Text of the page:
Libya: Arrest Warrants for Key Government Figures

The International Criminal Court issued arrest warrants today for Libyan president Muammar Qaddafi, his son Salif-al Islam, and his intelligence chief, Abdullah Al-Sanussi. The trio has been accused of crimes against humanity for their alleged roles in the murder and persecution of protestors during the uprising that swept the country earlier this year. While Qaddafi has ultimate control over the Libyan government, Salif-al Islam and Al-Sanussi are considered to have been instrumental in the development and execution of the violent strategies used in the government’s crackdown on the dissention that precipitated the ongoing civil war.

Despite celebration in the rebel capital of Benghazi, government officials there admit that the arrest warrants may make negotiating Qaddafi out of power near impossible. Al Jazeera reported that the rebel government has “made it clear that the door has been shut to any peaceful political settlement of this conflict. They are worried that [Qaddafi], who now is a prisoner in his own country, will fight until the end, until death.”

Cambodia: Khmer Rouge Trials Begin

Trials have begun today for four former Khmer Rogue officials accused of helping to orchestrate the mass atrocities committed under the regime’s rule from 1975 to 1979. Prosecutors for the UN-backed tribunal are claiming that each of the four defendants had direct influence in developing or executing government policies that caused the death of around 1.7 million Cambodians.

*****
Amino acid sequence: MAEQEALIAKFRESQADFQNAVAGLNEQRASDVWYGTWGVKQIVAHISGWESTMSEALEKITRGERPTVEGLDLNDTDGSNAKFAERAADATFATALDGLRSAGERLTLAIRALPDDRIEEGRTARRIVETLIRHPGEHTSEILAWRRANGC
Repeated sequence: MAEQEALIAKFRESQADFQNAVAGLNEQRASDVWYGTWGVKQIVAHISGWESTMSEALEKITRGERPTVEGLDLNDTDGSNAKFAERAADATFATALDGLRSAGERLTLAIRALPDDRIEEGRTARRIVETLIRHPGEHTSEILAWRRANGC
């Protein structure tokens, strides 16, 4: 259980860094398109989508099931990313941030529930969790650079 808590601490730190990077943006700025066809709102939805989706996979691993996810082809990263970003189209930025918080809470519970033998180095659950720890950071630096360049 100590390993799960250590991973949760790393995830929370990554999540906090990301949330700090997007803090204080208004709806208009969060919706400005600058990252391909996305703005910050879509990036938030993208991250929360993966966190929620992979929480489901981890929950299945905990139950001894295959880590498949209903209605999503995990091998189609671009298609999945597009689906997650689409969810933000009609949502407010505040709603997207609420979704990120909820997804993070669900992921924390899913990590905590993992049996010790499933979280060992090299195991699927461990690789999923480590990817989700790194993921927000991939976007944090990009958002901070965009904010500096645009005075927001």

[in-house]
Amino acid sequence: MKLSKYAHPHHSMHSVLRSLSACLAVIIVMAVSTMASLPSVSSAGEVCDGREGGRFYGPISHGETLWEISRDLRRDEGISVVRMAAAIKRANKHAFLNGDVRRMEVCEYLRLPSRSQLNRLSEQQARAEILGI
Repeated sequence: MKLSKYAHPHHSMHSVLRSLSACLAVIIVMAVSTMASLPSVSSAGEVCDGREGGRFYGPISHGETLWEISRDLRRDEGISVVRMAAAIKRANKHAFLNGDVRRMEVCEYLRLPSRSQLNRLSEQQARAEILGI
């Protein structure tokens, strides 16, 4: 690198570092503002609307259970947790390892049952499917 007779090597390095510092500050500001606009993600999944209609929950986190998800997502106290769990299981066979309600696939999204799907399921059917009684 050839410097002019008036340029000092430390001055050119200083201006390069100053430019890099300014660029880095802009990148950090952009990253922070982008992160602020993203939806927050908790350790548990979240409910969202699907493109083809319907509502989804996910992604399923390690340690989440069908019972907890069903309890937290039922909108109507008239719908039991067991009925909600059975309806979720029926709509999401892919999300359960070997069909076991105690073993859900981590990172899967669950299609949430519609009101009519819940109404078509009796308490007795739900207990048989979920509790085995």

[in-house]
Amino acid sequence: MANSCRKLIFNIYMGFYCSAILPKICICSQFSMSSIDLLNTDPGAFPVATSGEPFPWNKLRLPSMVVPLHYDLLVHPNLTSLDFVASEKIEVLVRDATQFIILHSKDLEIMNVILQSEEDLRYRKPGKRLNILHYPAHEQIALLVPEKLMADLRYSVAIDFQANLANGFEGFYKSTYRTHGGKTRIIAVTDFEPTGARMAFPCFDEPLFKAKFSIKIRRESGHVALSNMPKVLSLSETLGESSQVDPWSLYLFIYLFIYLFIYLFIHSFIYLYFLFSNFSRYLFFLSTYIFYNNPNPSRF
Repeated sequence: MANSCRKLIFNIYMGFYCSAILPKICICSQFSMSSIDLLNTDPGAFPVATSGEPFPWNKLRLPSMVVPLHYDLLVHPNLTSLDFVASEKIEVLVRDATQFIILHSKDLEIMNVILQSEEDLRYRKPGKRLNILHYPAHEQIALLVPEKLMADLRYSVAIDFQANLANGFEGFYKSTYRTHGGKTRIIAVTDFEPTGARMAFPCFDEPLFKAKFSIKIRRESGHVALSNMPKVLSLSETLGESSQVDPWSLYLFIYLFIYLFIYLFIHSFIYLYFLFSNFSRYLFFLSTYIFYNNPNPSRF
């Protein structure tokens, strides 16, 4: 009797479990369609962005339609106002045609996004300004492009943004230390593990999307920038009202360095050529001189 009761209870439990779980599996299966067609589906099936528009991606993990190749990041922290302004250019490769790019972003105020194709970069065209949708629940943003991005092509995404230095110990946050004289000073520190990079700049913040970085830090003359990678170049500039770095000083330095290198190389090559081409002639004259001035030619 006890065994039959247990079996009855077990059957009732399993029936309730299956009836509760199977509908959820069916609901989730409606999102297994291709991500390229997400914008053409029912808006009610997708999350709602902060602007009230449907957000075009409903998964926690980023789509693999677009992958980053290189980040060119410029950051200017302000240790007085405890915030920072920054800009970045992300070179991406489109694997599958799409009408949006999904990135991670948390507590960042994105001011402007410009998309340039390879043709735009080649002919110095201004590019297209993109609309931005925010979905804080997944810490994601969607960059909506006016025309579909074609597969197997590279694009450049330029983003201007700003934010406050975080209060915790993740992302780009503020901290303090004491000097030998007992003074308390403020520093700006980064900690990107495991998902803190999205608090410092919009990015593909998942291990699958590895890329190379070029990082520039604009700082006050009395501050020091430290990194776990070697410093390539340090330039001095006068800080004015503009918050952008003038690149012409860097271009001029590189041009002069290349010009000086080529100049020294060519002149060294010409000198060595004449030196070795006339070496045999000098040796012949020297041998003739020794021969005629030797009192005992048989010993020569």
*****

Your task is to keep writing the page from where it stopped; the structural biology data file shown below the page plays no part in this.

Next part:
All four have pleaded not guilty to charges that include murder, genocide, torture, and religious persecution. Nuon Chea, the Khmer Rouge second in command, apologized for the deaths but maintains that government officials were acting as liberators, protecting the nation from Vietnamese military incursion. Khieu Samphan, the former head of state, whose ideology heavily influenced government policies, says he was unaware of the killings. The former foreign minister, Ieng Sary, a trusted member of  the regime’s inner circle, is claiming double-jeopardy, citing his conviction in a trial in 1979, for which he later received a pardon. His wife, Ieng Thirith, the former social affairs minister, who is accused of planning mass killings, said she was also unaware of the atrocities being committed and places the blame instead on Nuon Chea.

The trial is immensely “complex,” according to the New York Times. It includes “a 700-page indictment, hundreds of witnesses, thousands of pages of documentary evidence, scores of lawyers in the courtroom and three working languages — Khmer, English and French.”